MARCIE JAN BRONSTEIN MarcieJanBronstein.com
My studio is like a diptych, with two distinctive but complementary halves. In one half, there’s my digital darkroom where I get lost for hours and hours, creating my photographs and designing my books. I work with a tablet and a stylus, so when I’m in this half of the room, there probably seems to be a more overt sense of precision. It’s clean. And it’s dry.
On the opposite side, there’s paint, glue guns, piles of junk, and bits and pieces of miscellany. There are also a lot of books. This is where I spend time designing projects for the CMCA ArtLab. It’s where I experiment with materials and work three-dimensionally. It’s often where I make a mess. I can’t imagine having a studio with just one of these halves.
ALAN FISHMAN AlanFishmanStudio.com
After spending many years in a dismal, dark loft on 29th Street in Manhattan, the third floor studio of our converted barn feels like being out on the Penobscot Bay on a beautiful summer day. Fifteen hundred square feet filled with light and space, a sanctuary where my paintings and drawings of ancient myths return to an imagined life and where my land and seascapes illuminate the dark of a Maine winter.
My studio is the one constant where I feel renewal and peace. It’s the one place where my struggle to bring my art out into the world is replaced with the joy of simply being able to express myself without restraint.
SANDY WEISMAN 26SplitRockCove.com
For many years I maintained a studio in an old mill building outside of Boston, with other artists a shout away. Now I’m in South Thomaston, and my studio is 250 square feet in my house overlooking the sea.
I jump around a bit in my work – sometimes drawing, sometimes making artist books, sometimes writing and researching, sometimes working with collage and other mixed media – but everything feeds off of everything. It’s the opposite of “nothing in, nothing out.”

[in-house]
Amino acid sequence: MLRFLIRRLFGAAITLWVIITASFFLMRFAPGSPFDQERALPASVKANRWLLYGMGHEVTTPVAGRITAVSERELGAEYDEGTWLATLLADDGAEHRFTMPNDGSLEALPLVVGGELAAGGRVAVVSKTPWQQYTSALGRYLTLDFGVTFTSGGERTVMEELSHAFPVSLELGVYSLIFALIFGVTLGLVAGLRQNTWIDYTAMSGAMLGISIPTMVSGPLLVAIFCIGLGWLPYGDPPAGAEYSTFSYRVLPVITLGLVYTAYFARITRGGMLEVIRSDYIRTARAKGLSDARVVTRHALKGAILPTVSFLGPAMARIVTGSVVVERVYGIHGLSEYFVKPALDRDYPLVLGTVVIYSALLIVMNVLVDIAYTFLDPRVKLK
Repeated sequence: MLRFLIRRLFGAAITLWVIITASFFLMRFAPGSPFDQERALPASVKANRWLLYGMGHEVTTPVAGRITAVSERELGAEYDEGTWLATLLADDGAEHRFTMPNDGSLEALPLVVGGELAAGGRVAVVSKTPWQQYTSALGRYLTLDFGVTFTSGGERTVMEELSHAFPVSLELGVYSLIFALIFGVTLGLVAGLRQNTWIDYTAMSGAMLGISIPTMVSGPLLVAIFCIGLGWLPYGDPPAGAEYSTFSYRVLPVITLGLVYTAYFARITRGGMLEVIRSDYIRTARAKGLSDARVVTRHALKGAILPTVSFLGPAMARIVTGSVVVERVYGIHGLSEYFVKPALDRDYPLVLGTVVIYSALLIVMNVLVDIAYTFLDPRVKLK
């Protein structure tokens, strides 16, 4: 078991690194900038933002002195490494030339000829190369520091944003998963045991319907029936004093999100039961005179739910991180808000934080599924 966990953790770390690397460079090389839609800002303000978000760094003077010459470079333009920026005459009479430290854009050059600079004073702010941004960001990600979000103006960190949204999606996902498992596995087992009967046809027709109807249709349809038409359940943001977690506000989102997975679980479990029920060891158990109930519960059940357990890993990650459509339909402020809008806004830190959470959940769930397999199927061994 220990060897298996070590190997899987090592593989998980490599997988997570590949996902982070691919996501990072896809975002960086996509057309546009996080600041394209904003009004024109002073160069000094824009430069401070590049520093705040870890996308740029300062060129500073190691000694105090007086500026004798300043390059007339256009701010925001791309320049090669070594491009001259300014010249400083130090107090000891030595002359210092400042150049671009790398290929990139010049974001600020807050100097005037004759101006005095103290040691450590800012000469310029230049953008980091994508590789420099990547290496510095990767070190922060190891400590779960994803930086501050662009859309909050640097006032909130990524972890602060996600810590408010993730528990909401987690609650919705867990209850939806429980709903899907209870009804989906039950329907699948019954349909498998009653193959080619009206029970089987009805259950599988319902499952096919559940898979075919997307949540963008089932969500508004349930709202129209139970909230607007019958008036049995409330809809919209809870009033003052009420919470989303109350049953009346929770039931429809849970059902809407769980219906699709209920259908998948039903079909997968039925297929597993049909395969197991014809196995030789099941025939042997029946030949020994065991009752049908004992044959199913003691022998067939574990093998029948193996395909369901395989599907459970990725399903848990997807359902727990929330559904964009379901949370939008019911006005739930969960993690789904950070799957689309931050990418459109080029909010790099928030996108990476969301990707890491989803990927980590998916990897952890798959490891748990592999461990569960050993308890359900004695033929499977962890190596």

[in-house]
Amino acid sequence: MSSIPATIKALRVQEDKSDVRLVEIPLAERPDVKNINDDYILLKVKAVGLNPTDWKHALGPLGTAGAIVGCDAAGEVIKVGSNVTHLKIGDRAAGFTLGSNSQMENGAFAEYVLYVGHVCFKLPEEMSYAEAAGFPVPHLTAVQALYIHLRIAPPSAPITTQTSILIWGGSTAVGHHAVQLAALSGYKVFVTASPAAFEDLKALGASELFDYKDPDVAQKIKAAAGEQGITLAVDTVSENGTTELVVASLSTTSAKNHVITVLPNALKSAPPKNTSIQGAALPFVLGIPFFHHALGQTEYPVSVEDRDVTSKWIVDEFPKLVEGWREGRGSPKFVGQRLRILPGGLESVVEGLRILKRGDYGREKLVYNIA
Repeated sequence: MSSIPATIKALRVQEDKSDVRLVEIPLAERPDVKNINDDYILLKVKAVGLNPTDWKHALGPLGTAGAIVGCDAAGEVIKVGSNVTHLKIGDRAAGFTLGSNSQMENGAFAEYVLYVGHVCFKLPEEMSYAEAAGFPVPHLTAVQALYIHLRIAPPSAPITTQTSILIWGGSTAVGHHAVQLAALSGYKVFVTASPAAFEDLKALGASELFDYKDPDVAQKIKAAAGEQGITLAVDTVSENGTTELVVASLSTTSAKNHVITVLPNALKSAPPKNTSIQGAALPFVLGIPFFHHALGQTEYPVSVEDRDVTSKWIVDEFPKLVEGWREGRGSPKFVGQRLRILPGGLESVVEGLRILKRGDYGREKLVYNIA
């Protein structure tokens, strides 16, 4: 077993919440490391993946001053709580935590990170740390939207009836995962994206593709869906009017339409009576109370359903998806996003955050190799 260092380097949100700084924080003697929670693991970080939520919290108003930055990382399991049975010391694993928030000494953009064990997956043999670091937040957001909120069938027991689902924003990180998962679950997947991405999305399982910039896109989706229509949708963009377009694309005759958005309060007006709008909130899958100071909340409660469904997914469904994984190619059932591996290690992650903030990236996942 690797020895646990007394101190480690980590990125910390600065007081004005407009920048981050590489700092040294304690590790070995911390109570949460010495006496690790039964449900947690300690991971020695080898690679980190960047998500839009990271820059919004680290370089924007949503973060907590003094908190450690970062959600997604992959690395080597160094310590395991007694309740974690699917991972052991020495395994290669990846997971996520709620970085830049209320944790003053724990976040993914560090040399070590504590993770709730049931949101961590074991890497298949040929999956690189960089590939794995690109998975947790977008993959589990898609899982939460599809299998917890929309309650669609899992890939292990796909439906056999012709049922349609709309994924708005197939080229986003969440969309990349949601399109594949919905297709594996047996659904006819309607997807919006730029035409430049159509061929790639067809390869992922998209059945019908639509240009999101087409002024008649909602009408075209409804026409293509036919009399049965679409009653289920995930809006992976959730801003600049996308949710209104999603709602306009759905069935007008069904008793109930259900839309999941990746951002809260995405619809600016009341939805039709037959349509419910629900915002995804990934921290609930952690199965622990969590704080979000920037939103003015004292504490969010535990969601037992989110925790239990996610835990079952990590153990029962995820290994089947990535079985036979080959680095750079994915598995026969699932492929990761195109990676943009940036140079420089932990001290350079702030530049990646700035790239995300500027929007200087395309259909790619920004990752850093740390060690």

For me, all the input is necessary. A studio is about commitment – walking into it every day, even if only to study what happened the day before. When I do that, I know my brain will also be at work while I sleep or while I’m driving around doing errands, so I’ll be ready to approach whatever project I’m on when I get to the studio.
DUDLEY ZOPP DudleyZopp.com
This is the working area of my studio in Lincolnville, Maine. To the left, off camera, are a table with oil paints and glass palette and, in the foreground, a paper prep plus storage table. All the tables are on casters so I can move them around depending on what I’m working on. Right now, I’m focused on woodcuts and the designs for those are on the right wall, along with some practice sheets for a collaboration with a Bulgarian artist and studies for large works on paper that will be part of an upcoming installation. On the floor are 100 canvases — a nest egg for the same installation. The paintings on the left wall are coming out of a residency in Spain. The studio wall height is 12 feet, and the lighting is Blue Max fluorescents, which give me great daylight all year long.